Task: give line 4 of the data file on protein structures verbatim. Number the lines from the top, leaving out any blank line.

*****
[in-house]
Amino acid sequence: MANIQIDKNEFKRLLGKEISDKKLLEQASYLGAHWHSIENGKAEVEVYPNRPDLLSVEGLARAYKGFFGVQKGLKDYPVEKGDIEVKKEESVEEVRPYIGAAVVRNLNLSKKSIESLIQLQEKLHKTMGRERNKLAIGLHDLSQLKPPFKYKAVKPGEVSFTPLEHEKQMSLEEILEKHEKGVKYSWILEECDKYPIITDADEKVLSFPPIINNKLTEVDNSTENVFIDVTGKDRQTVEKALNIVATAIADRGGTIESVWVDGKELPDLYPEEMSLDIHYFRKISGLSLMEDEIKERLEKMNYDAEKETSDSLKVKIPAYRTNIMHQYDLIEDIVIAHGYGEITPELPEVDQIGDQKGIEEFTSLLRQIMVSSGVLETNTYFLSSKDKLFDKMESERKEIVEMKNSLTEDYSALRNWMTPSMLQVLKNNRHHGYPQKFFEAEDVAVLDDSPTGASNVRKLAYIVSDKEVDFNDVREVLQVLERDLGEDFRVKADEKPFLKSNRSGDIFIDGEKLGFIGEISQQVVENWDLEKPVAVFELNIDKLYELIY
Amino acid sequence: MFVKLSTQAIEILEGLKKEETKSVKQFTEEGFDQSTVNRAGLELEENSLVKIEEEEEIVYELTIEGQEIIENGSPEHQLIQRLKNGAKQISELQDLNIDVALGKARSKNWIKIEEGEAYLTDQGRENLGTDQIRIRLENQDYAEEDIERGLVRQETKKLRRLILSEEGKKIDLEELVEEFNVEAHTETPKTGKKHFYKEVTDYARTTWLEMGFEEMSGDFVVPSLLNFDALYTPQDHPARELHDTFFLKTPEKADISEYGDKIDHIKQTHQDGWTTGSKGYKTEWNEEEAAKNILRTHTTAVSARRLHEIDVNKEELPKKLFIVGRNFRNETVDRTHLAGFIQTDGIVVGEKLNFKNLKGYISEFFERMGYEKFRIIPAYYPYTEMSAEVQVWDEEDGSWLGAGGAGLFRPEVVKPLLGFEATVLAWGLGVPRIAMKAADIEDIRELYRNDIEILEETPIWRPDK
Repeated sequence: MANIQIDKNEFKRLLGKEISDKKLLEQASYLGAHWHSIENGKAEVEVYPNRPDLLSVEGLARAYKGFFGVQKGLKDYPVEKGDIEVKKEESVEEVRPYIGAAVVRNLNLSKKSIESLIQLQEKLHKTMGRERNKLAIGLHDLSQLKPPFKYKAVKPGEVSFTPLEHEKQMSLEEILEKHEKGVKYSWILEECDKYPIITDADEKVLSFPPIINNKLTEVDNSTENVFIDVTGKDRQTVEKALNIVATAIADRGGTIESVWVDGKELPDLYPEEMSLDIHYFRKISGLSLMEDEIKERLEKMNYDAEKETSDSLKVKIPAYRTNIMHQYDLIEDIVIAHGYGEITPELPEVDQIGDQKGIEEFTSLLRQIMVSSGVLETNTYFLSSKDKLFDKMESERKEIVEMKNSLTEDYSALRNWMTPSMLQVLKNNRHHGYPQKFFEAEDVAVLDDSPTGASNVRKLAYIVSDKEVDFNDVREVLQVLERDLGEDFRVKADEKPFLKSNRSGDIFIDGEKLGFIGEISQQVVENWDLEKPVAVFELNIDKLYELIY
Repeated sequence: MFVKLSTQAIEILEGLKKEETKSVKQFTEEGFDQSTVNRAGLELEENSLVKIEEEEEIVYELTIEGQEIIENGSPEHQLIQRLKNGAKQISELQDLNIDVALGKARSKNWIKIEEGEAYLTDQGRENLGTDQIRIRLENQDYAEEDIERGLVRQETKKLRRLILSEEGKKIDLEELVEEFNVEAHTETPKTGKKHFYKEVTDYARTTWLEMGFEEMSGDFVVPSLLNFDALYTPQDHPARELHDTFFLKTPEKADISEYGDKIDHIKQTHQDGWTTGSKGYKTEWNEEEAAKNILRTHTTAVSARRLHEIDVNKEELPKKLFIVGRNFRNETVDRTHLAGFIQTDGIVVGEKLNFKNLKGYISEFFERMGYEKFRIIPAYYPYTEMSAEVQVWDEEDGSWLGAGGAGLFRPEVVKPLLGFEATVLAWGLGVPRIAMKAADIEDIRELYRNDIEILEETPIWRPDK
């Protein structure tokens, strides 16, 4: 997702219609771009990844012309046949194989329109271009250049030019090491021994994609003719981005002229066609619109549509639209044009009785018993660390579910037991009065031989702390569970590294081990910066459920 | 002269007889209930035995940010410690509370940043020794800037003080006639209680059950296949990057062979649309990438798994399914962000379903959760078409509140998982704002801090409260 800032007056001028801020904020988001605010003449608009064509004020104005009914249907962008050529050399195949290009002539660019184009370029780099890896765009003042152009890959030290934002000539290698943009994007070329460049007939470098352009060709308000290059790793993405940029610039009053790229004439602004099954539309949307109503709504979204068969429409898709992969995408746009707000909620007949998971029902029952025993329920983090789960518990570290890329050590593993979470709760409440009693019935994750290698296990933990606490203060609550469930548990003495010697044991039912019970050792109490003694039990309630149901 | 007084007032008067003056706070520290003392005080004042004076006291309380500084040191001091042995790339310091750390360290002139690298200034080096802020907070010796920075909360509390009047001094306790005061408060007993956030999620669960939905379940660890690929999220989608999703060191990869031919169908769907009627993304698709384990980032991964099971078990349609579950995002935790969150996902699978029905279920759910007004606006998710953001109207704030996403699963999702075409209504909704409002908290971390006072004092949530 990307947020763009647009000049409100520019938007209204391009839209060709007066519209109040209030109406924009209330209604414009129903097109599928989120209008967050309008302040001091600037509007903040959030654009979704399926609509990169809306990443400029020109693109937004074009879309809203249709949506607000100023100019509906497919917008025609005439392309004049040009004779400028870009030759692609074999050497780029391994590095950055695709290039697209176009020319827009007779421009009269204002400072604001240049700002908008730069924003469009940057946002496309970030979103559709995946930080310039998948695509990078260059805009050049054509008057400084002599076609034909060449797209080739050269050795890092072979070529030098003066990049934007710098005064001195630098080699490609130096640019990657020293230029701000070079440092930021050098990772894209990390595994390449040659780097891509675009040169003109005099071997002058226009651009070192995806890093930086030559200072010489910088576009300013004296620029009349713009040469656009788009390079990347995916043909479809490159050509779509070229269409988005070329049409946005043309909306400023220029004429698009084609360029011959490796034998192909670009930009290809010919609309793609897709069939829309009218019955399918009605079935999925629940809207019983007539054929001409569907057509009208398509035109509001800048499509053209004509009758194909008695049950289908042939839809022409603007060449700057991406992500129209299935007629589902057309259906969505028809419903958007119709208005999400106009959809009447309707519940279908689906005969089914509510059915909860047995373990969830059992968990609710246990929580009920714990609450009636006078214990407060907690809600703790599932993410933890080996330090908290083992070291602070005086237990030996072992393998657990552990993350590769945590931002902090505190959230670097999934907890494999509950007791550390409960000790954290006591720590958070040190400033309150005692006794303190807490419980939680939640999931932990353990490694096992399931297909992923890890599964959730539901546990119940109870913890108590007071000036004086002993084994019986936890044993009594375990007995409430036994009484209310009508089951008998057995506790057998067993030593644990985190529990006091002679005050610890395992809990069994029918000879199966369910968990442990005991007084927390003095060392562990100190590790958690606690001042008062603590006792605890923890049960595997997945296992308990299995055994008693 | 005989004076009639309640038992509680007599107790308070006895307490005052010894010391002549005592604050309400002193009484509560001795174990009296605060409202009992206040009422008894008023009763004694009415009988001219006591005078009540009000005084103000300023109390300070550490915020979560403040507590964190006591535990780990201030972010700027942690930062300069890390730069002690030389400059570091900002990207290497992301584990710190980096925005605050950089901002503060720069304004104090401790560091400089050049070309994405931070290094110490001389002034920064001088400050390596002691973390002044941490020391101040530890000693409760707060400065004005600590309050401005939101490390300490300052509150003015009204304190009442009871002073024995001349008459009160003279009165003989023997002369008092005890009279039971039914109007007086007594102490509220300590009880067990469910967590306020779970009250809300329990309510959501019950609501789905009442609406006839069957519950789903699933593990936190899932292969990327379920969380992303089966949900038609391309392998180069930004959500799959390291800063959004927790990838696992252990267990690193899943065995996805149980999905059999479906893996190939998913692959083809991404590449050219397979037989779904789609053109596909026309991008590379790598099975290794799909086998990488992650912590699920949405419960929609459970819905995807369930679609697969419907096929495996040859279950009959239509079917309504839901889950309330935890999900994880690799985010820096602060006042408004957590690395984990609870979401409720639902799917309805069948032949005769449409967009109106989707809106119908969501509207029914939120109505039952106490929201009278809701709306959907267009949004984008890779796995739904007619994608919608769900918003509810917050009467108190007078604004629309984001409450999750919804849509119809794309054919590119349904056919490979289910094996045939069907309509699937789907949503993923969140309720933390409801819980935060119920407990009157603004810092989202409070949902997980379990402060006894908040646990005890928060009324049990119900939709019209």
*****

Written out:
Repeated sequence: MANIQIDKNEFKRLLGKEISDKKLLEQASYLGAHWHSIENGKAEVEVYPNRPDLLSVEGLARAYKGFFGVQKGLKDYPVEKGDIEVKKEESVEEVRPYIGAAVVRNLNLSKKSIESLIQLQEKLHKTMGRERNKLAIGLHDLSQLKPPFKYKAVKPGEVSFTPLEHEKQMSLEEILEKHEKGVKYSWILEECDKYPIITDADEKVLSFPPIINNKLTEVDNSTENVFIDVTGKDRQTVEKALNIVATAIADRGGTIESVWVDGKELPDLYPEEMSLDIHYFRKISGLSLMEDEIKERLEKMNYDAEKETSDSLKVKIPAYRTNIMHQYDLIEDIVIAHGYGEITPELPEVDQIGDQKGIEEFTSLLRQIMVSSGVLETNTYFLSSKDKLFDKMESERKEIVEMKNSLTEDYSALRNWMTPSMLQVLKNNRHHGYPQKFFEAEDVAVLDDSPTGASNVRKLAYIVSDKEVDFNDVREVLQVLERDLGEDFRVKADEKPFLKSNRSGDIFIDGEKLGFIGEISQQVVENWDLEKPVAVFELNIDKLYELIY